|January 7, 2000||Volume 7, Number 8|
LETTERS TO THE EDITOR
Aboriginal students academically equal to any other students
To the editor:
I take exception to Wayne Eyres criticism of the university for adapting to the needs of Aboriginal students [Easier Aboriginal access to U of S does no-one a favor, On Campus News, Nov. 26, 1999].
Mr. Eyre argues that to make the university more accessible for Aboriginal students is equal to simplifying the education offered or lowering academic standards to accommodate what is in his view inferior academic talent.
I couldnt disagree more. For the past decade I have been teaching roughly equal numbers of Aboriginal and non-Aboriginal students for the Department of Native Studies and SUNTEP [Saskatchewan Urban Native Teacher Education Program]. In my experience, Aboriginal and non-Aboriginal students are equal in talent or lack thereof and their grades prove it.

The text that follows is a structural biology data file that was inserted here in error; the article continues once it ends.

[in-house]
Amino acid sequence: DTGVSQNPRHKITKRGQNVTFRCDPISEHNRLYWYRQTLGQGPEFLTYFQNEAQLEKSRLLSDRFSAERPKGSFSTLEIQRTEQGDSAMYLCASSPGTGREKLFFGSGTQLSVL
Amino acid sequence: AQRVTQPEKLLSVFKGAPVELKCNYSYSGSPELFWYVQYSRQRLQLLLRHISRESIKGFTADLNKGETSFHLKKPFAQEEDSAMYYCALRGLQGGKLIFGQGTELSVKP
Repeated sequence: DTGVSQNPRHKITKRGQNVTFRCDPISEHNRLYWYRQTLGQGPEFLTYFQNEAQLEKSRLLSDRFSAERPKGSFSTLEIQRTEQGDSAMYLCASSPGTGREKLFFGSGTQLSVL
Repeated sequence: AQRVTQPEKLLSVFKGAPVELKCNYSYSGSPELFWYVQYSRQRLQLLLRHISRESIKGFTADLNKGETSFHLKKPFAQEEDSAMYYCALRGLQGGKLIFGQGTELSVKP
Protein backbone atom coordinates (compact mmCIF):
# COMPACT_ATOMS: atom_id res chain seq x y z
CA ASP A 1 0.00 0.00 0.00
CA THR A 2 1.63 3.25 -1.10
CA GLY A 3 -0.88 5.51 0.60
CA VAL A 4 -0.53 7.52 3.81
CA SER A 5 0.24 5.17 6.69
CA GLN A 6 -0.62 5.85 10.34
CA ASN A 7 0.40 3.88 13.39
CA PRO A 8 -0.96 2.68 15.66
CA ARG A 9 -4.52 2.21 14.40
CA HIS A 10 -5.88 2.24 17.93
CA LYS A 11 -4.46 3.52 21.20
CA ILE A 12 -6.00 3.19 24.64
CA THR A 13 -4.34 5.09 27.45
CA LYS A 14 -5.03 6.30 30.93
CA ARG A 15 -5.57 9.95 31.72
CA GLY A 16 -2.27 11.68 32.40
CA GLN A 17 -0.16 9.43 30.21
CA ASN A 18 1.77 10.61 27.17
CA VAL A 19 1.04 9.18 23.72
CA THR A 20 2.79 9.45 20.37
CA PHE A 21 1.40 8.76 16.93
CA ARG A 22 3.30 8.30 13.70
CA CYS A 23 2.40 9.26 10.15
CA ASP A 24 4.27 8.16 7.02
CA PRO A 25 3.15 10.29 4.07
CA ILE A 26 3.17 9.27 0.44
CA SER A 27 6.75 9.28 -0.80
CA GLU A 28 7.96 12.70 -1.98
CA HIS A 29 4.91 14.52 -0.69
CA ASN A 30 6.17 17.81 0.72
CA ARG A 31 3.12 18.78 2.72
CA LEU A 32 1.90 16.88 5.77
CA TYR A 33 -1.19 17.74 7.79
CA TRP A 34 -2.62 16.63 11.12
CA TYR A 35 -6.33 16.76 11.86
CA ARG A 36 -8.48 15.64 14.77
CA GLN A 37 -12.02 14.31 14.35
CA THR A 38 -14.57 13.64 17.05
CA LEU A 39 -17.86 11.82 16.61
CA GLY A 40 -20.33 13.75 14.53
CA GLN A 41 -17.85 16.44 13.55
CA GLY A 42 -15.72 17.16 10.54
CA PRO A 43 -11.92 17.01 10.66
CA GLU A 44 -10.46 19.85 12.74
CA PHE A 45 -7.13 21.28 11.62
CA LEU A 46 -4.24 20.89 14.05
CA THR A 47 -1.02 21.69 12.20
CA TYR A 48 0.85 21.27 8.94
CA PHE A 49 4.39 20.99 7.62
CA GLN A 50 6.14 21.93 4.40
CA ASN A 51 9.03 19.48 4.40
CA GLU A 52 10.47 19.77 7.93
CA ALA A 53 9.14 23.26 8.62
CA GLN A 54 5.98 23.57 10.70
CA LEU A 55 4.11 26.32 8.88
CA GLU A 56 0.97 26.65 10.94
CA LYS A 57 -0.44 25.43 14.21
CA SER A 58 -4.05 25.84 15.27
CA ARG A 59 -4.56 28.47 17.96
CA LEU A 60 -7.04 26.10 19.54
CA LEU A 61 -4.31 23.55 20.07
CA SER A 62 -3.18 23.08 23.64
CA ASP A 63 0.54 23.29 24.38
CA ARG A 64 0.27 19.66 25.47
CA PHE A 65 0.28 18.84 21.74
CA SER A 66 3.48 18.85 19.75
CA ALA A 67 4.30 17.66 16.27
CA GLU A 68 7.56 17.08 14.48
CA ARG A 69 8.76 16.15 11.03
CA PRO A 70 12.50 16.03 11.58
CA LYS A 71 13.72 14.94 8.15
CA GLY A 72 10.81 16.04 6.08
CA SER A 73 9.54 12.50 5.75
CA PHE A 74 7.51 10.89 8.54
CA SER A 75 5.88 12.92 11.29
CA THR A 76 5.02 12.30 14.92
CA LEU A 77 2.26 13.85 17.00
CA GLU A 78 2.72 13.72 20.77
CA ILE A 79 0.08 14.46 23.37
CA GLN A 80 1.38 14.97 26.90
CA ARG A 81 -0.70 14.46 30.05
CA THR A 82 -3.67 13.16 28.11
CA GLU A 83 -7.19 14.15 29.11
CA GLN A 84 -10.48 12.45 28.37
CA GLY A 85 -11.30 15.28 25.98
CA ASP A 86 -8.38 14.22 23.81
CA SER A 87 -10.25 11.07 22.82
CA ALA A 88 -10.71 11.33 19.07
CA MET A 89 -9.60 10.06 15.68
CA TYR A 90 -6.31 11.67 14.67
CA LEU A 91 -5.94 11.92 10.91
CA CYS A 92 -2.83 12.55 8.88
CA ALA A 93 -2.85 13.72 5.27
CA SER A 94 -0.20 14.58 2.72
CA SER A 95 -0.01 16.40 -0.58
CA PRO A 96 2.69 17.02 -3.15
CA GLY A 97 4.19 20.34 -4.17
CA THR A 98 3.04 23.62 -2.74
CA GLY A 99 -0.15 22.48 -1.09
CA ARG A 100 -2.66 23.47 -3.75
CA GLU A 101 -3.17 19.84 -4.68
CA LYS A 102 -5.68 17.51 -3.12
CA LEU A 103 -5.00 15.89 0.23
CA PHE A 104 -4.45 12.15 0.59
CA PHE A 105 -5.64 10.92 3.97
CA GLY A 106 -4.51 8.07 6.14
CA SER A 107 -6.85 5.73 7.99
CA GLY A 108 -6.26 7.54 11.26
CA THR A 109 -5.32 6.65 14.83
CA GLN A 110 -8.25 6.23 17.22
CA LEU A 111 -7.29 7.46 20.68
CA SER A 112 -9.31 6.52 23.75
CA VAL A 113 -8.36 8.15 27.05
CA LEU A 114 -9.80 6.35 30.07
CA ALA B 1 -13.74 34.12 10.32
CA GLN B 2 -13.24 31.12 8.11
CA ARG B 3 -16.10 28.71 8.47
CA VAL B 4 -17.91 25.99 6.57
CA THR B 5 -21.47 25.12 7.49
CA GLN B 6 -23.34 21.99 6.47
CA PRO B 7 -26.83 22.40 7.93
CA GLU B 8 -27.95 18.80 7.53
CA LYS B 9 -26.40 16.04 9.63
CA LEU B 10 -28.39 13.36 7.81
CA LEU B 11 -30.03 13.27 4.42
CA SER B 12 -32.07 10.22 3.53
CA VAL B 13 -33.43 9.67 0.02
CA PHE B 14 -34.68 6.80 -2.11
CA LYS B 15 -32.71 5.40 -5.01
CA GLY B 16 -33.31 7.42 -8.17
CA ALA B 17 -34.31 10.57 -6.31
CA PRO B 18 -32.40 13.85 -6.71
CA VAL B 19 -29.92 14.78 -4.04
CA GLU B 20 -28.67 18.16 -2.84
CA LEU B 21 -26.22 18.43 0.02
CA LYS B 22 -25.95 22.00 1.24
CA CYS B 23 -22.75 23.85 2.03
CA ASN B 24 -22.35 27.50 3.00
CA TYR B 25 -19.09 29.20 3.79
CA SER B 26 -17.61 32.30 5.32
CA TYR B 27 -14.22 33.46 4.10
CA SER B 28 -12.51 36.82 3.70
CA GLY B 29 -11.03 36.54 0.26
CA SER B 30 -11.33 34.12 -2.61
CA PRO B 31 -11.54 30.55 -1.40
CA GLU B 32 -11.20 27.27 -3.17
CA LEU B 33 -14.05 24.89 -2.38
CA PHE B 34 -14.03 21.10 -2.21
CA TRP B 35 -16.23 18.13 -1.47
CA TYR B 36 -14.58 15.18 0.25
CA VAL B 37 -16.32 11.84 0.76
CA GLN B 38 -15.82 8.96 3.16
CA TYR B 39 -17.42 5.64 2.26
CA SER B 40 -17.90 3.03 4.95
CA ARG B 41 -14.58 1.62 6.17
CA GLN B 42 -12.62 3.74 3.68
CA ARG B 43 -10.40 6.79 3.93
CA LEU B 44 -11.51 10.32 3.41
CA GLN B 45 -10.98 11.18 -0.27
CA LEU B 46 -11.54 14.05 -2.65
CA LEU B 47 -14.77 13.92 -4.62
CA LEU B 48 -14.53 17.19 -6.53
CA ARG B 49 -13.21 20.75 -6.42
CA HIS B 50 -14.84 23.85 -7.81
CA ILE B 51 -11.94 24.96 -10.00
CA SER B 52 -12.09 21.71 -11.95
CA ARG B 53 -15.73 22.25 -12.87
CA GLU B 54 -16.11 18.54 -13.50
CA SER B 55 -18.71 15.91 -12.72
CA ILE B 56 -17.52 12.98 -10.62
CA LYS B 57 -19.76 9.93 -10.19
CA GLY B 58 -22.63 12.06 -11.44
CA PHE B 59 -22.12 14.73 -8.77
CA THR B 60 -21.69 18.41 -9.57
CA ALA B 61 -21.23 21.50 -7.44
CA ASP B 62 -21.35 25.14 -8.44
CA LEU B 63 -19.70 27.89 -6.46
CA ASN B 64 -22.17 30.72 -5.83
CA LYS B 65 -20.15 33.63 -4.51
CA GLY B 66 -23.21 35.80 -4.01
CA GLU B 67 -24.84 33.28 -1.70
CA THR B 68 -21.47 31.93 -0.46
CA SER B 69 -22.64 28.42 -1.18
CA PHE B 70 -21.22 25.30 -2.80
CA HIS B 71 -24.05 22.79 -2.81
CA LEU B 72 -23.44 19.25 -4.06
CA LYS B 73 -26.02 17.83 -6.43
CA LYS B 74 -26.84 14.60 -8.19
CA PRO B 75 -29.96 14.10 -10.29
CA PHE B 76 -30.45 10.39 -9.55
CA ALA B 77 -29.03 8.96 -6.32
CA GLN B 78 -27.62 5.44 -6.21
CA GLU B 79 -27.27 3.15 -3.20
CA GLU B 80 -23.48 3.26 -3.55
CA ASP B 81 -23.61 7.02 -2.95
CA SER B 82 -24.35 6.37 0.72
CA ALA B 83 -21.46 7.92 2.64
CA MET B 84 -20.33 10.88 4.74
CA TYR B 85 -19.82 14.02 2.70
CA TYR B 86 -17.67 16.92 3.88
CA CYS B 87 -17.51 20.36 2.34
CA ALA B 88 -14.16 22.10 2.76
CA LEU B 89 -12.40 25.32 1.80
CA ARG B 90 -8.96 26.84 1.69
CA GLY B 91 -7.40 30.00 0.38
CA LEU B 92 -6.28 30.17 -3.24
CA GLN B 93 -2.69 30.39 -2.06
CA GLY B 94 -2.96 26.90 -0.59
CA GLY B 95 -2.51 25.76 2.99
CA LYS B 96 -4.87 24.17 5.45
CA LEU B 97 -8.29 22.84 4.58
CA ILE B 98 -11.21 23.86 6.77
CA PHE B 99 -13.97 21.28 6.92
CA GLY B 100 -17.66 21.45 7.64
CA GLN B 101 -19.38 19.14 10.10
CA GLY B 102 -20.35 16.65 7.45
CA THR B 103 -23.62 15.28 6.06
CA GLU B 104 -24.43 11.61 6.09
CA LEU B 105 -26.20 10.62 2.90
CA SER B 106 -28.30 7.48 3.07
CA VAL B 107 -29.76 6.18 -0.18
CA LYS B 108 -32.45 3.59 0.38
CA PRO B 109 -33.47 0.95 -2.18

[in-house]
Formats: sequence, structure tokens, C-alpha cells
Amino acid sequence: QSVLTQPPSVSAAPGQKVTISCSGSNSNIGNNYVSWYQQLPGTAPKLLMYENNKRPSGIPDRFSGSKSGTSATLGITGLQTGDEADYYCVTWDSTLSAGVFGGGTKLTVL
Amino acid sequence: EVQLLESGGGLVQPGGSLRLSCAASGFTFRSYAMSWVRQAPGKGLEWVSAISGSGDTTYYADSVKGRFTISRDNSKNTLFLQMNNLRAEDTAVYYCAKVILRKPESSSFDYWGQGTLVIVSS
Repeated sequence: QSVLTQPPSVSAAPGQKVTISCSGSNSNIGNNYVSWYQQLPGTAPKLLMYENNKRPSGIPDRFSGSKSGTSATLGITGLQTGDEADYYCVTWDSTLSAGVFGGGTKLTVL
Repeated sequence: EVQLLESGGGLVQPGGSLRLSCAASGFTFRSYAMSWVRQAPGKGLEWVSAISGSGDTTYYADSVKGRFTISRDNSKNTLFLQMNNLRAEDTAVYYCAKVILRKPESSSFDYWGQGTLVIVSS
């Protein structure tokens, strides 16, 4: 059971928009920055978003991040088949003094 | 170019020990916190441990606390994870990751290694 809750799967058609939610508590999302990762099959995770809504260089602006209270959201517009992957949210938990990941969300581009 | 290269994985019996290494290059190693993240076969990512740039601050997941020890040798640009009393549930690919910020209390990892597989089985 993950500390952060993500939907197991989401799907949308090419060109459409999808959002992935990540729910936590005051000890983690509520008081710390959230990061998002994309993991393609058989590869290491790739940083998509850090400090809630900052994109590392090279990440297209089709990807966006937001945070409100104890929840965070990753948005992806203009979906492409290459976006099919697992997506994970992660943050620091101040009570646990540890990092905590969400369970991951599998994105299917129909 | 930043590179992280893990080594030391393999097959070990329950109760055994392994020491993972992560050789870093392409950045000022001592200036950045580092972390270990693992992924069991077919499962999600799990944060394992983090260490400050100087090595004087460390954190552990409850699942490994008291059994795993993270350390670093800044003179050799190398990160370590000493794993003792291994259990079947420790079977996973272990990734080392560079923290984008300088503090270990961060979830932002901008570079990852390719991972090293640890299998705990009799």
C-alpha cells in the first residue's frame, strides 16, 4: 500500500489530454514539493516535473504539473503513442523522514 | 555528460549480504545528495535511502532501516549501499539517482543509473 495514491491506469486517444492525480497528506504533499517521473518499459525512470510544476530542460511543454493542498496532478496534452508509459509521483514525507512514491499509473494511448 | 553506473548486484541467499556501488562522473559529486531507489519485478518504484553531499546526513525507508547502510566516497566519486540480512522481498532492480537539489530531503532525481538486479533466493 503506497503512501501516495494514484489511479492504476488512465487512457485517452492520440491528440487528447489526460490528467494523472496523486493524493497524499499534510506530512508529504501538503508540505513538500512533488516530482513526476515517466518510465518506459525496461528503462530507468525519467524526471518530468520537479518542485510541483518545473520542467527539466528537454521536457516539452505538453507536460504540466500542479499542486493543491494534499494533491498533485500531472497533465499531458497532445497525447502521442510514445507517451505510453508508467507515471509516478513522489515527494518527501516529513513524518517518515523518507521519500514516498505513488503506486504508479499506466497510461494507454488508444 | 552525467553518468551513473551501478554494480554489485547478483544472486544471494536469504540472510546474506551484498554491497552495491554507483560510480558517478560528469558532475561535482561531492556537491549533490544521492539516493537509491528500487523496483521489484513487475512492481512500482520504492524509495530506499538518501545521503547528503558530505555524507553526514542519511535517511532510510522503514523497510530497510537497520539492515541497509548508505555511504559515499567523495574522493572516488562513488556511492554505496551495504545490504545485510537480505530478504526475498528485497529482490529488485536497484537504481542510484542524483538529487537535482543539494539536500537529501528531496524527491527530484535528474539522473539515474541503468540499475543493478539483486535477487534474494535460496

Contrary to his expectations, in my classroom I apply the same university standard that I have always applied students meet it, exceed it, or fall below it. There are no racial differences among my students whose averages are the same within one or two percentage points over the course of a year, year after year. There are no signs that altering the entrance requirements has meant a change in academic standards at this university.
Perhaps Mr. Eyre would provide some evidence for his insinuation that the first-year drop rate can be attributed to Aboriginal students?
Again, in my experience, Aboriginal students have worked hard to get here and are motivated, lively and engaged intellectually in their course work.
Mr. Eyre does his flawed argument no favours by quoting David Frums racist views of Indigenous Canadians.
The U of S promotes all kinds of agendas scientific, artistic, what have you. Why should Aboriginal perspectives be excluded?
The University has always adapted to changing circumstances; flexibility and adaptability are two of its virtues as an institution of higher learning.
For too long excluded from higher education, Aboriginal peoples are beginning to make their presence felt in academe. Once here, Aboriginal students acquit themselves well; equal to any other students on campus, on average.
We should encourage the university to adapt and change becoming rigid or unchanging would indeed lead to a damaging compromise of its integrity.
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